I discovered that I liked both FinalFantasyTactics and OgreBattle more than TacticsOgre. OgreBattle had a lot of elements I enjoyed which were removed in TacticsOgre, such as flexible alignment and night and day. I don't like the substitution of lawful/neutral/chaotic for good/neutral/evil alignment, especially because while lawful/neutral/chaotic are supposed to be morally neutral *COUGH*, the class types simply don't match that position. Nor does the plot--though the "good" choices seem to always be the "chaotic" ones... Moreover, TacticsOgre simply does not have the epic feel which was one of the strongest elements of the original game. I found FinalFantasyTactics' game mechanics to be much more interesting than TacticsOgre (though potentially more broken), mainly because the Job system borrowed from FinalFantasyFive is the most effective combination of a class-based system with a skill-based system I have seen in any RPG, pencil-and-paper or computer-based. FinalFantasyTactics is also a great deal more polished than TacticsOgre in terms of the game system, with lots of small elements which add up to a significantly better interface.
On the plus side, TacticsOgre is hard, much harder than OgreBattle or FinalFantasyTactics. Reviving characters is hard; the enemy leader is almost always a couple of levels above you and sometimes has boosted stats to boot (and in TacticsOgre, one leved is a huge difference, to the point that a character one level higher will simply slaughter a lower level one in one combat), and there aren't any really any broken characters (with the possible exception of Denim's Lord class). Additionally, TacticsOgre is one of the most non-linear games I've played, with multiple storylines in the middle which converge towards the end, and with different endings.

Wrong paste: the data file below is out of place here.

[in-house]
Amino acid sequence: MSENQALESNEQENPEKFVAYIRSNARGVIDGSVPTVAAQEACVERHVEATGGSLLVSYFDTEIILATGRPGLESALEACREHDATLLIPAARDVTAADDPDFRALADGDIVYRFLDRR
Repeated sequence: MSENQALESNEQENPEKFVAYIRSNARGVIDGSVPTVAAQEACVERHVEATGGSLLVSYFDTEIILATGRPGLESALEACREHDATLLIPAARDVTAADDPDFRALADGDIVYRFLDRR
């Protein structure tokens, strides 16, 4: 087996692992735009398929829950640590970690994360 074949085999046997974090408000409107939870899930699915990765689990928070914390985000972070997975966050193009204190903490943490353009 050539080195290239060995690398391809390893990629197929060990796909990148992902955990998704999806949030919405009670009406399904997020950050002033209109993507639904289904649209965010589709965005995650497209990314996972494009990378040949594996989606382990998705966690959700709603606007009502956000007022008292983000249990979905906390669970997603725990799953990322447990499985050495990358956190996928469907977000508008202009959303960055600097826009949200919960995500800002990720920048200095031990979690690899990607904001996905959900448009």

On the minus side, TacticsOgre is much harder than FinalFantasyTactics. Reviving characters is downright impossible for ?most? of the game; the enemy leader will (more often than not) beat your sorry ass down, and the computer has no compunctions about doing things which result in certain death for its characters and nearly certain death for one of yours--a liberty that you generally don't have. Topping this off is the fact that the computer player is fairly moronic--the computer has the ins and outs of the combat system hard-wired, but if it's possible to tactically defeat the computer, the computer will walk into it--but a lot of the time it just doesn't matter, as the computer cares not about losses and generally has superior characters. It'd be a great game if it didn't piss me off so much...
TacticsOgre does suffer the damage creep problem in FinalFantasyTactics, though: the damage dealing capabilities of equivalent level characters increase much faster than characters of any class gain HitPoints?. Thus, towards the end of the game, most attacks become one hit kills, but unlike in FinalFantasyTactics, there are no counter abilities like BladeGrasp? in order to stop them. Thus, by the time you get Revivify and the stats to use it, you need it. TacticsOgre's translation is on par with FinalFantasyTactics: approximately atrocious. Personally, I hope that OgreBattleSixtyFour? restores some of the good elements in OgreBattle, especially the epic character, while retaining the difficulty of TacticsOgre. From the descriptions so far, though, I'm not holding out much hope.